BY ELAINE GOODMAN
Daily Post Correspondent
A number of California cities, including Redwood City, are protesting a bill in the state Legislature that would prohibit the towing of cars with five or more unpaid parking tickets and make cities wait longer to tow vehicles that haven’t been moved in three days.
Assembly Bill 516, by Assembly members David Chiu, D-San Francisco, and Miguel Santiago, D-Los Angeles, is intended to protect low-income residents from the impacts of having their cars towed.
But the city of Redwood City, as well as the League of California Cities, oppose the bill, saying it would reward people who don’t pay their parking tickets.
Eliminating the threat of towing for unpaid parking tickets “will exacerbate parking scarcity by creating an environment vulnerable for exploitation,” Redwood City Mayor Ian Bain said in a letter to state lawmakers. Redwood City’s City Council last week approved sending the letter to Sen. Jerry Hill and Assembly member Kevin Mullin, whose districts include Redwood City.
In addition to the ban on towing cars with five or more unpaid parking tickets, AB516 also wouldn’t allow cars with unpaid tickets to be immobilized with a “boot.”
And in cases where towing is allowed, impounded cars could no longer be sold to cover towing and storage costs.
Another provision of AB516 is that cars parked in one place for more than 72 hours in violation of city code could no longer be towed immediately. Rather, a notice would have to be placed on the car for 10 business days, stating the deadline for moving the vehicle. If the car were still there after the 10 days, it could then be towed.
More vehicles left on the road over 72 hours
Bain, the Redwood City mayor, said in his letter that reports of vehicles left on the road for more than 72 hours have increased 10-fold over the past decade, to more than 5,000 complaints per year in 2017 — reflecting the severe parking crunch in neighborhoods.
Enforcement of the 72-hour parking limit is typically prompted by a complaint from a business or resident, he said.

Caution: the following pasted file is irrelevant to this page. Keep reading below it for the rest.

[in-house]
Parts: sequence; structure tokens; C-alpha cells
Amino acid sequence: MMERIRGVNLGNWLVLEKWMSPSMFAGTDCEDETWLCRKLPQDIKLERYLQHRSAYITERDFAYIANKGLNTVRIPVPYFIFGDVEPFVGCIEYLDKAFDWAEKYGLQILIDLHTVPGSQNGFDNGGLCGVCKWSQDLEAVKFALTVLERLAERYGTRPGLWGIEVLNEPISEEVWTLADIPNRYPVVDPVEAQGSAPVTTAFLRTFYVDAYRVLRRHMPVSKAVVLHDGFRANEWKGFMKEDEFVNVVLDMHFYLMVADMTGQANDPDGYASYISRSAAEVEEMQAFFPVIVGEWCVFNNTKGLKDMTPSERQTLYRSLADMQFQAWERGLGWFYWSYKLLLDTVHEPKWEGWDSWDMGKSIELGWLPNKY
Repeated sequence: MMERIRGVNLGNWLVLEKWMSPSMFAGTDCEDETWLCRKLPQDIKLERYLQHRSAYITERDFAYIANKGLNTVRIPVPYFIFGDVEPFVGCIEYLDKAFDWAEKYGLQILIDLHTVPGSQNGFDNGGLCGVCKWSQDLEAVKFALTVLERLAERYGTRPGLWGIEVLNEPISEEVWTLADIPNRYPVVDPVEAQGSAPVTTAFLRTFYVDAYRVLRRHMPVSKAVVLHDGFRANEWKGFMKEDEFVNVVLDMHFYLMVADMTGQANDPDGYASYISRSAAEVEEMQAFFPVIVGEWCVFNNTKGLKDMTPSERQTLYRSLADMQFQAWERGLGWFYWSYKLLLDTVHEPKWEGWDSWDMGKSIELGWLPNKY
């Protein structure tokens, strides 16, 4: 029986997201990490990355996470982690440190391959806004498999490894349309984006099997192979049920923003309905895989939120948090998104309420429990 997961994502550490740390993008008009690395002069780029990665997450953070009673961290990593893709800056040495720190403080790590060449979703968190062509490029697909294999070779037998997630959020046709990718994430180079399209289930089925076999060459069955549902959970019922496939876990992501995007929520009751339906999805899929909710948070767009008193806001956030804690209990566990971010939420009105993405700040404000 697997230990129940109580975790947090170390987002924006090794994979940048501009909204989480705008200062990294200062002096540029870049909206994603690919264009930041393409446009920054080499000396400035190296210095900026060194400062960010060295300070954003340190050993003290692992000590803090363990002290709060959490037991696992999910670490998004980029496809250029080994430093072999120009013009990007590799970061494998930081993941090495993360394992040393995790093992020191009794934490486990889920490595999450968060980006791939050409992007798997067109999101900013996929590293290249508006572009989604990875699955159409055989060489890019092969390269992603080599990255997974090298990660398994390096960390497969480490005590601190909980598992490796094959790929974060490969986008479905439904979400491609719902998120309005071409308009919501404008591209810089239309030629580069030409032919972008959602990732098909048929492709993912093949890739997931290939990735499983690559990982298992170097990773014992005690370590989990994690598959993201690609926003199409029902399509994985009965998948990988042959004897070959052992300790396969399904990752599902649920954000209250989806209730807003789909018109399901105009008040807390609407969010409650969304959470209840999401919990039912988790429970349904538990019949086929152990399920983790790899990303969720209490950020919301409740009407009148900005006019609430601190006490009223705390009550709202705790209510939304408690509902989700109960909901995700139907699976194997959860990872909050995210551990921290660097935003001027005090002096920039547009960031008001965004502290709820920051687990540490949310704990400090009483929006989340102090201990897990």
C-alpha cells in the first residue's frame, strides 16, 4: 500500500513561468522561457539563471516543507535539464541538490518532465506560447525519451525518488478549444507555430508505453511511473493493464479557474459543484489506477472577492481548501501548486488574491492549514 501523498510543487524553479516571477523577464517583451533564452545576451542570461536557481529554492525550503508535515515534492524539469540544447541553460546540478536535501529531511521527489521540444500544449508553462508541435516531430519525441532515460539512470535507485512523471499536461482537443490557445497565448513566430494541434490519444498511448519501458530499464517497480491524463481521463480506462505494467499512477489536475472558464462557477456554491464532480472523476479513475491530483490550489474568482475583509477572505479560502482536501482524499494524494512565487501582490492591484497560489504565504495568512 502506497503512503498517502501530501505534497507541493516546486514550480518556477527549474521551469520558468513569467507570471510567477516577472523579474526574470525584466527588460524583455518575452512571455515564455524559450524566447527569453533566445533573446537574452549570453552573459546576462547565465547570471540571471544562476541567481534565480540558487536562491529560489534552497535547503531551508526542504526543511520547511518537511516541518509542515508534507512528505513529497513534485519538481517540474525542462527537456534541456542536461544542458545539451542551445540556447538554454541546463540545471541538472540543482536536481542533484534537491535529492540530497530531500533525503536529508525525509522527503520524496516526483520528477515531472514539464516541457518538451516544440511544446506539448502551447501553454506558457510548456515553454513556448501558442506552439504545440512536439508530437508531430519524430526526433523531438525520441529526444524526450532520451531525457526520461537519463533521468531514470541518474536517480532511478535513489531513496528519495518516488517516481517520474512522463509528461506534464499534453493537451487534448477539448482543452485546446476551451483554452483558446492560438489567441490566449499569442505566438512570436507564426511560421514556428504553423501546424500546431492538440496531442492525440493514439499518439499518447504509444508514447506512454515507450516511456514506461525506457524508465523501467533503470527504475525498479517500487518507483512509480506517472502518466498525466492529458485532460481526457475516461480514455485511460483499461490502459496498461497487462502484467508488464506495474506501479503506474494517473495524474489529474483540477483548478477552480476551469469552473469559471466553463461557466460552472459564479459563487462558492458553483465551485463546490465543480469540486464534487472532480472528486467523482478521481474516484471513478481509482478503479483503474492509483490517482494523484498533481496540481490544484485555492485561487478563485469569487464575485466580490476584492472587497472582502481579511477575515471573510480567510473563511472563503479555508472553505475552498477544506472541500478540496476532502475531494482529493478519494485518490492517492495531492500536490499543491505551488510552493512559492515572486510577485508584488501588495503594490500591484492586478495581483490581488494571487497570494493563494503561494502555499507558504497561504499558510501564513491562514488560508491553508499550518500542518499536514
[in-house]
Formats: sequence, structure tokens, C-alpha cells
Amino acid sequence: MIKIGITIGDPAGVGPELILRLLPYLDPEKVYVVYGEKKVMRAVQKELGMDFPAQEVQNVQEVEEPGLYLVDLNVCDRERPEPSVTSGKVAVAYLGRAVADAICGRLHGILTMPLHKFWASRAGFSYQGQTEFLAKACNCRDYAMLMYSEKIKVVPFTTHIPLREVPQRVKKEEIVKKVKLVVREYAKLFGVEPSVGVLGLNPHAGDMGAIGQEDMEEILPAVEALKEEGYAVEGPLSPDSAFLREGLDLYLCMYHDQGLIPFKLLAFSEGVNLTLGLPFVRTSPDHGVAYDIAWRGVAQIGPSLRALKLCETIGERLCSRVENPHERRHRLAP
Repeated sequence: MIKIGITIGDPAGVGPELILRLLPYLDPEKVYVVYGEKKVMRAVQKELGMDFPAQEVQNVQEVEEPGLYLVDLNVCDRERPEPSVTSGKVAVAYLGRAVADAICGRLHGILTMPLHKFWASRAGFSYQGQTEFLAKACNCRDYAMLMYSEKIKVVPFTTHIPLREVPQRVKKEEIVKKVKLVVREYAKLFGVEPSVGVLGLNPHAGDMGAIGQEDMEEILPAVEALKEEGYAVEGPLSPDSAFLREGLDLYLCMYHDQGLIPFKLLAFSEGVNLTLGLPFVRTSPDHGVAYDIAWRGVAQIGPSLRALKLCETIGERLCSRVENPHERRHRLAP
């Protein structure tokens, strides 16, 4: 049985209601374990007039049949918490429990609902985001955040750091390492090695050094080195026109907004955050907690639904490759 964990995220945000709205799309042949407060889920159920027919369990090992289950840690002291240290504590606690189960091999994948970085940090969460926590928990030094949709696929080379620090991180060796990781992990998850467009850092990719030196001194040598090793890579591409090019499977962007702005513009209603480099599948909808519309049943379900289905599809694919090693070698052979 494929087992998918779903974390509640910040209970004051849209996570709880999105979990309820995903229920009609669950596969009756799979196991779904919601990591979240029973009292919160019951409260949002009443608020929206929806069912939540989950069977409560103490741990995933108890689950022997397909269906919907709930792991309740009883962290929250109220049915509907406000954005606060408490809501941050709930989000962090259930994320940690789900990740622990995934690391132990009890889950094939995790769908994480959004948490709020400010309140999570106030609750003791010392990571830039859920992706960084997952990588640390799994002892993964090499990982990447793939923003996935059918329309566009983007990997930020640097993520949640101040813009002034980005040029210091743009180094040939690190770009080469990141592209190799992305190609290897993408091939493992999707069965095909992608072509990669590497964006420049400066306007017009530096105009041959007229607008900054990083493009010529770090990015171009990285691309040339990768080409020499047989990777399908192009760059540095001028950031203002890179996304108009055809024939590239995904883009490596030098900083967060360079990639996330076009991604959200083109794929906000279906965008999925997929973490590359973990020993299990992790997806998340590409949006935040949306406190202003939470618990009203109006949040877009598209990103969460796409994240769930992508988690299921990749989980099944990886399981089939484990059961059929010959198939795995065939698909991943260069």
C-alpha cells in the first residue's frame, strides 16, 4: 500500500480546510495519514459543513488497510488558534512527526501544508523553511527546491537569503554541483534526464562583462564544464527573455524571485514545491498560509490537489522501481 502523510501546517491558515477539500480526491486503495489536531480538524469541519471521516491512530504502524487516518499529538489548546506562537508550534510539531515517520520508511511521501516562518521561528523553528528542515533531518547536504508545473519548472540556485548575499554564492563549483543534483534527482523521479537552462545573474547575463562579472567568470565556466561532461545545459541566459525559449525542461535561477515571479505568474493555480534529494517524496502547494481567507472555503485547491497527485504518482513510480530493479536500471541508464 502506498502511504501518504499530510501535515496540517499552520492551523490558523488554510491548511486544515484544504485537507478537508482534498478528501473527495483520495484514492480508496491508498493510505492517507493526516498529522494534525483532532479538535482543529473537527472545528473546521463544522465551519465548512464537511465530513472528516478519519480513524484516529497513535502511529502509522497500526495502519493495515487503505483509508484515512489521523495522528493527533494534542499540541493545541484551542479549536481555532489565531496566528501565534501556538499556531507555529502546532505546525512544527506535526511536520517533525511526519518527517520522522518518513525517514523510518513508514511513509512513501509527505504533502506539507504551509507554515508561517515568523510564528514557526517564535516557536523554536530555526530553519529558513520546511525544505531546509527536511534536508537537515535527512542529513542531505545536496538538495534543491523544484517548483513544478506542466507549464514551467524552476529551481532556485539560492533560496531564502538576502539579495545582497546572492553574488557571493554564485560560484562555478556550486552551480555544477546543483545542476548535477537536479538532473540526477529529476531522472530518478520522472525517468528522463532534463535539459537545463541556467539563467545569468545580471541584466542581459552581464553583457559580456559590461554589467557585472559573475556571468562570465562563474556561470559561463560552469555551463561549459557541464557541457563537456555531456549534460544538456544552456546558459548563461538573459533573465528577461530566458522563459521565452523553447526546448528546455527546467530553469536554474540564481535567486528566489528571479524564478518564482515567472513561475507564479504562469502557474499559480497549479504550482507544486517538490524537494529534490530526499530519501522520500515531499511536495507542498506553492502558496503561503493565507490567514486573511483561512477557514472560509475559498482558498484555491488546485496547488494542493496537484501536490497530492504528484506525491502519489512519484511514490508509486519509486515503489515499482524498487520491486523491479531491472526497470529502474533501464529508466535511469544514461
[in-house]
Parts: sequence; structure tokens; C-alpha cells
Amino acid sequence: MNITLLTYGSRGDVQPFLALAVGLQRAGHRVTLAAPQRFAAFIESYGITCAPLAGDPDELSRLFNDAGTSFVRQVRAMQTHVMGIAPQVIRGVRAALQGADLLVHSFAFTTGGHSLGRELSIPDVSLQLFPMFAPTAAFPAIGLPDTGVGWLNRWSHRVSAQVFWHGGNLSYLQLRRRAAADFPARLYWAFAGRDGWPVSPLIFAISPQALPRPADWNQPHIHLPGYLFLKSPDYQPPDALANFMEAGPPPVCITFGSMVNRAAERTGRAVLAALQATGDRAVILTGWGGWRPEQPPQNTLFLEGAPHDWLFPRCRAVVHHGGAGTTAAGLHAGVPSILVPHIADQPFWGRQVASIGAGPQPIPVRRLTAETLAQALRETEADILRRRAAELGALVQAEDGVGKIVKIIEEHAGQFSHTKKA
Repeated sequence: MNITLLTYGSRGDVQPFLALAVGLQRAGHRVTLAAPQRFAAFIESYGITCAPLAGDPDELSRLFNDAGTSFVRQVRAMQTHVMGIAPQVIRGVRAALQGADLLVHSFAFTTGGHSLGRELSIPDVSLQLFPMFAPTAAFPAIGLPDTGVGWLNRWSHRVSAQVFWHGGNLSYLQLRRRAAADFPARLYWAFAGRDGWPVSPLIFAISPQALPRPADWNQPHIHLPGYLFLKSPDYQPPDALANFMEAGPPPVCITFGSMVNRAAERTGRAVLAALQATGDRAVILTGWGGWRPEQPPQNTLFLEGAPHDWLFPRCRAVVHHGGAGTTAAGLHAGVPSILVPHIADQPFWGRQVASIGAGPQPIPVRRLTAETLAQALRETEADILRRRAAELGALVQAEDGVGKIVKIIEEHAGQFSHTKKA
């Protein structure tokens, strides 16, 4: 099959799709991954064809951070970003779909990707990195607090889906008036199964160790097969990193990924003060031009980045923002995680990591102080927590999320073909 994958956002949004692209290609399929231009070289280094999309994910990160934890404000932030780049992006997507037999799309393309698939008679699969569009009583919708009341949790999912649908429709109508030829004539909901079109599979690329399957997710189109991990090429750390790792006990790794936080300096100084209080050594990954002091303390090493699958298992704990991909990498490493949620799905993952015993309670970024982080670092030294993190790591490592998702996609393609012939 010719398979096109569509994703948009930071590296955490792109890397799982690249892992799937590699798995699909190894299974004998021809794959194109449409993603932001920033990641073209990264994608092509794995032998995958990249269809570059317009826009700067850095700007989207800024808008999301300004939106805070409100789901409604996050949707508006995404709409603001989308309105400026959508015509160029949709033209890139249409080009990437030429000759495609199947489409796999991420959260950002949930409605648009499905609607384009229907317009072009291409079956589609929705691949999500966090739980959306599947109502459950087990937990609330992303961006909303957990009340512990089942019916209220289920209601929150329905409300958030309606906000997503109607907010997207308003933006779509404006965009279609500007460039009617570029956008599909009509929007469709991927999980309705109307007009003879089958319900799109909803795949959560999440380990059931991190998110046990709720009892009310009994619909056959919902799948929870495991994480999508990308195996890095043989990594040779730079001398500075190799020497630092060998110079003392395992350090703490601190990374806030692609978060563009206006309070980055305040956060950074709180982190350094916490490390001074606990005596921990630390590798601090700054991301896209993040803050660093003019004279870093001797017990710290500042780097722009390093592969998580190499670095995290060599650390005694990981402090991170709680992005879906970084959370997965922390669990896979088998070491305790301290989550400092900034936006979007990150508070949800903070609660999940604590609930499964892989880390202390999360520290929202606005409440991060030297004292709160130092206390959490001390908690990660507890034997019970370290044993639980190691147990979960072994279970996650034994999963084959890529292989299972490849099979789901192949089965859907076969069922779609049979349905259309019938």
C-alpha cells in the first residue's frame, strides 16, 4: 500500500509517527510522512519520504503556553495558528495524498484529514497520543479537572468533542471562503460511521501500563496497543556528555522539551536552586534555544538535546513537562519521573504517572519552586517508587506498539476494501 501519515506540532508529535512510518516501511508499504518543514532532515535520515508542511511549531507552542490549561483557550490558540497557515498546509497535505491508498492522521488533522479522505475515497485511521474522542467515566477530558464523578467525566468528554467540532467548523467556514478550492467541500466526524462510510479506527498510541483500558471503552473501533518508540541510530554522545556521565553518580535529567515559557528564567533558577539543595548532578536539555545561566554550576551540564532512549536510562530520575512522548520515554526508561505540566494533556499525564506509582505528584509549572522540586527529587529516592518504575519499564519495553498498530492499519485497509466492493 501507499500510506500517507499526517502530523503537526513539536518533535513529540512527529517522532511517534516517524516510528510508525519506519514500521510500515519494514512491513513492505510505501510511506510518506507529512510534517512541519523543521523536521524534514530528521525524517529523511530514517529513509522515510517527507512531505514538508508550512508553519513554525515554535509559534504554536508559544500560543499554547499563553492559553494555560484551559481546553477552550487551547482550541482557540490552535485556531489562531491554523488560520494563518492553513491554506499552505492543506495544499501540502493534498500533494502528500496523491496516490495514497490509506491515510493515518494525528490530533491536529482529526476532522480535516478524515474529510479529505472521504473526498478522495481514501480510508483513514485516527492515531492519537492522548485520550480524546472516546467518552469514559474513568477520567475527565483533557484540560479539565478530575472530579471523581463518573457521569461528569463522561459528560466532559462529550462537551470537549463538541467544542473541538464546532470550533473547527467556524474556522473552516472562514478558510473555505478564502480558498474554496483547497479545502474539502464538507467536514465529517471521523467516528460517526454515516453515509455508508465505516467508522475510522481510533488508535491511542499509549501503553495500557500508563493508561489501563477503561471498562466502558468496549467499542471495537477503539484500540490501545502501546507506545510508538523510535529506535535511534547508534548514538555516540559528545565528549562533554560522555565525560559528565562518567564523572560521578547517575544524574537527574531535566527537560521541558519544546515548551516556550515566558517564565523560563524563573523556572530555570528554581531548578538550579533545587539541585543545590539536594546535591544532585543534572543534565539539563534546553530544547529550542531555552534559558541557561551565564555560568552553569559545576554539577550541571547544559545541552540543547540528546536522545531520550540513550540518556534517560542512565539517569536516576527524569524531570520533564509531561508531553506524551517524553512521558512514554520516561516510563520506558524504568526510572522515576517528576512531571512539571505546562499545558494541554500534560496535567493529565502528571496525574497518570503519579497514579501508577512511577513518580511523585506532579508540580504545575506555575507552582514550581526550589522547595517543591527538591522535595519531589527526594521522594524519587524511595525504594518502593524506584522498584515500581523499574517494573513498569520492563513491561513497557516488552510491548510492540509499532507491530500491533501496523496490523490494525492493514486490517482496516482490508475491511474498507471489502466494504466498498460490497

“Compliance costs nothing and can simply involve moving a vehicle to a more acceptable location to avoid a tow,” Bain wrote.
The Western Center on Law & Poverty is a sponsor of AB516, and much of the bill’s rationale comes from a report by WCLP and other groups titled “Towed Into Debt.”
More than three-quarters of California residents need a car to get to work or use the car as part of their job, according to the text of AB516.
“For many Californians, their vehicle is their only shelter, their only way to get needed medical care or their most valuable asset,” the legislation states. “There is no public safety purpose when a local government uses towing as a costly and draconian method to collect small amounts of debt, and this sanction has a disproportionate impact on lower income families and people of color.”
AB516 has been amended since its introduction. A previous version called for a ban on towing vehicles parked in one place for more than 72 hours; that was changed to the proposed requirement for a 10-day notice before a car is towed.
An earlier version of AB516 also would have prohibited towing a car with registration that has been expired for six months or more. A new version of the bill keeps current law in place, allowing cars to be towed for expired registration.
Enforcement of parking rules is challenging
Despite the amendments, the League of California Cities is still opposed to AB516.
“Residential neighborhoods and major business corridors already struggle with limited parking spaces and will continue to struggle as communities densify, making parking enforcement much more essential,” the League said in a letter to lawmakers.
The League also noted that payment plans are offered to low-income people with unpaid parking tickets, with payments as low as $5 a month. A car is towed only if the payment plan has been ignored, the League said.
The Assembly passed AB516 on May 13 on a 49-11 vote. Mullin, who represents Redwood City, was one of 20 Assembly members who did not vote on it.
In the Senate, the Transportation Committee voted 9-2 on Tuesday to approve the bill. The Senate Public Safety Committee is scheduled to consider the bill on July 9.